No fixed menu this time, instead you can pick from among four categories, zakouski (Greek, don't ask me why other than I guess it's hipper to say zakouski than mise en bouche), entrees, plats, and desserts.  Hedonistic splurgers if anything, we tackled each category, starting off with a bang (yes, the one in this post's title) - Asian-infused miniature shrimps with curry leaves (?) in a sauce reminiscence of Tonkatsu sauce, and a plate of soft, grilled peppers, salted and rolled in olive oil and cumin.  These were fiercely good - I could have taken two or three more helpings of each, along with Servan's excellent bread and wine - a reasonably priced Le Phacomochère (a coarse, spicy La Sorga Languedoc 37€), and this would have been one of my best meals of the year.  I'm really curious how another zakouski option - bulots and piments - was conjured.

Zakouski 1: tiny shrimps, 9€ (click to enlarge this or any of the other photos you see here)

Zakouski 2: peppers, 6€ - you eat these with your fingers, no one will mind

If the starters were superb, the entrees were excellent, a ceviche de lieu jaune (my favorite) and a calamar, pea pods, and cucumber dish.

Calamar, pea pods, cucumber 13€

Ceviche de lieu jaune, red onions, cucumber and red berries 12€

If the starters were superb, the entrees were excellent, the plats were pretty good - canard and lotte, both heavy on the cauliflower, respectively, below.

Canard, 24€

Lotte, 25€

If the starters were superb, etc. etc., the shared dessert was a disappointment - a tarte with red fruits was certainly tasty, but fairly pedestrian.  I forgot to take a photo, which I guess is telling - it looked okay, I just wasn't motivated enough to think about shooting it.  And yes, sports fans, we have a common mathematical trend which characterizes many of the bistrots I write about at this site - the negative correlation, characterized by a steady downward slope from initial to final dishes.  Don't get me wrong, at Le Servan, everything was good, just more so at the beginning.  In with a bang, out with a whimper.  Nonetheless, I really liked this place and will definitely be returning.  Apparently, according to our amiable waitress, the loud American bavard is pretty typical at Le Servan during weekends, so you've been warned.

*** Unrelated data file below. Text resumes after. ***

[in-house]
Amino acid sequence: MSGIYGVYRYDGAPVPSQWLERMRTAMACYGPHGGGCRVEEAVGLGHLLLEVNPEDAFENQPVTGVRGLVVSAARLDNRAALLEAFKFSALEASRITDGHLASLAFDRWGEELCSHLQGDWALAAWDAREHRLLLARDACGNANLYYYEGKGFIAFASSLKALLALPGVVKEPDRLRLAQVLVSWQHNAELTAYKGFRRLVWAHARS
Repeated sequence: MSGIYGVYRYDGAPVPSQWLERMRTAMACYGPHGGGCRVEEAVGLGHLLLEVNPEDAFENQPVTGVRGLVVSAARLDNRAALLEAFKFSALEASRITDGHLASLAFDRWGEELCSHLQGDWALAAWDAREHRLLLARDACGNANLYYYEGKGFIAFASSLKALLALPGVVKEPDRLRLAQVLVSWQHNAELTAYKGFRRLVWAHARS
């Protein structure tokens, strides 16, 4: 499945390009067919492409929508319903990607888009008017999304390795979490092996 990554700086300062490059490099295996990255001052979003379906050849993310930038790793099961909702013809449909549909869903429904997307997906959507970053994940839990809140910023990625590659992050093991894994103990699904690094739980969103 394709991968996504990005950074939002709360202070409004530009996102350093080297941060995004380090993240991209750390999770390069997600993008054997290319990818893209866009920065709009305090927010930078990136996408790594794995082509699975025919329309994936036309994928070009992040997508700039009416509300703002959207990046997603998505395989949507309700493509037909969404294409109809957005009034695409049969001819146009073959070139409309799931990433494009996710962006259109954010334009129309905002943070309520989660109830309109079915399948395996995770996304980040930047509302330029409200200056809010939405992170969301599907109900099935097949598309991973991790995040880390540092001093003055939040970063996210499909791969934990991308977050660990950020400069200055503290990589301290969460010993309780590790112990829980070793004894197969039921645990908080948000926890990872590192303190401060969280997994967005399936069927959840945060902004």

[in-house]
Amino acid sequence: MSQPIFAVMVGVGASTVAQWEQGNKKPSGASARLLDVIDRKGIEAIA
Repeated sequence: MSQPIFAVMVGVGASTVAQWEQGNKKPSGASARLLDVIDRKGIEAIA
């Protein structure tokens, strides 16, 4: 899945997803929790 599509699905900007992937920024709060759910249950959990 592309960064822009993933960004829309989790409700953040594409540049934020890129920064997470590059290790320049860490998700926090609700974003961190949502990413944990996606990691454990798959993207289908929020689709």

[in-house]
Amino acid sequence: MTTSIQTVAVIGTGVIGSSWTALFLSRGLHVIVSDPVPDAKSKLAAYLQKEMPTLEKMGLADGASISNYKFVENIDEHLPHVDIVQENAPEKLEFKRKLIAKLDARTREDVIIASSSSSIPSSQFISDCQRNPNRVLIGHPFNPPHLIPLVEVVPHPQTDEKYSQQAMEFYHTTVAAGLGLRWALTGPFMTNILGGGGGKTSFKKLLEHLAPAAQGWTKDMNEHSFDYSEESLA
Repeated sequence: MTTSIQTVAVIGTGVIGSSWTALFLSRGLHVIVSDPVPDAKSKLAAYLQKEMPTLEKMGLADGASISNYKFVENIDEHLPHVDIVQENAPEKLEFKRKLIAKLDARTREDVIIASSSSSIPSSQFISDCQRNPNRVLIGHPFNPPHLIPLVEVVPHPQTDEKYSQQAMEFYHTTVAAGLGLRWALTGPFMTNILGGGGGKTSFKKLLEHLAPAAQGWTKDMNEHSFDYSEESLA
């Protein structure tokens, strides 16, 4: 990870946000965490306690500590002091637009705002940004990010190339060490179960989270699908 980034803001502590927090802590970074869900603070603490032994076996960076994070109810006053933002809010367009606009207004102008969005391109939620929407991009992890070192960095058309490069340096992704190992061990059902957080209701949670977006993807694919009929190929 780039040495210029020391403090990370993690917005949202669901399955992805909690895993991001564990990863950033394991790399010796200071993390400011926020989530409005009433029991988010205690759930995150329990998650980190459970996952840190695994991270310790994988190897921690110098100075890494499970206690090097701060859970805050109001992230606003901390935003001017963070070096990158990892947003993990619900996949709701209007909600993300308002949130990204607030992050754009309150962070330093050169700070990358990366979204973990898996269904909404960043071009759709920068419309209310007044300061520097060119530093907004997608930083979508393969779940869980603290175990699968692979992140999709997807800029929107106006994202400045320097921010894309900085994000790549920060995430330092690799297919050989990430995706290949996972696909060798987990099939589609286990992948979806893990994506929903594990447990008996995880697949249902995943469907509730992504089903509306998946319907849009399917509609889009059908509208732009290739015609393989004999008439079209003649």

32 rue St. Maur
75011 Paris
tel: 01 55 28 51 82
Advice: reserve about one week in advance, especially for Friday or Saturday nights.

Looking out Le Servan's window on a nice Friday evening

Tuesday, July 1, 2014

Manger - One Plate Short of Perfection

To clear up the mystery right off the bat, that one plate was one we didn't receive.  I'll explain later.

Manger - a relatively new neobistro in the 11th on a quiet portion of rue Keller near Bastille.  Yes, 'Manger' is both the name of the restaurant and what you do there (aka: eat).  Design-wise, Manger is a looker.  Open kitchen, vast space, large skylight,  elegantly geometical lines and blacks and beiges.  I liked this place right off the bat - casual, hip staff, large black and white portraits of the four chefs who participate in the 57€ 'diner des chefs' fixed menu in the evenings and themed lunches according to the day.

If you don't opt for the fixed price menu, you have some interesting alternatives, including a raw bar selection - red tuna, marinated salmon or beef) and dim sum (wok vaporized options).  The special 'diner' is composed of four courses, each conceived by a different chef.

After a tasty mise-en-bouche of colin spread on small toasts, the 'diner' commenced.


This was more of a thick soup than a salad, accompanied with a dark brioche and mango ice - superb.

Next up:


Nothing too ostentatious here, but an amazing combination - damn excellent.

Number 3, number 3:


 Yours truly had the alternative (bottom) for this course, eschewing pig the way I am apt to do - in lieu of the cochon, I had Canette laquee aux epices a risotto d'epeautre, orange/ tandoori.  Co. relished her cochon and I couldn't deny the alternative (available on the ala carte menu, 25€) was impressive - that risotto, I need more. 

And for dessert:


 Eclairs aren't really my thing, but this one was well conceived.  It would have been nice to follow this up with a second dish, which is becoming modus operandi for dessert in other neobistrots around town.

Ah, yes, the dish that never came.  It might have been chocolate, it might have been something else.  But for some reason, I went into Manger thinking 5 chefs, 5 plates, and although the meal was excellent, at 57€, both Co. and I concluded that a 5th dish would have been appropriate.  Something was missing.  A couple patisseries at the end would have done the job.

Nonetheless, I should add that Executive chef William Pradeleix, who  worked with the renowned Hélène Darroze at the Connaught in London, has his apron in the right place.  A portion of the bill is relegated as a social contribution to the city's program for culinary training for unemployed Parisians.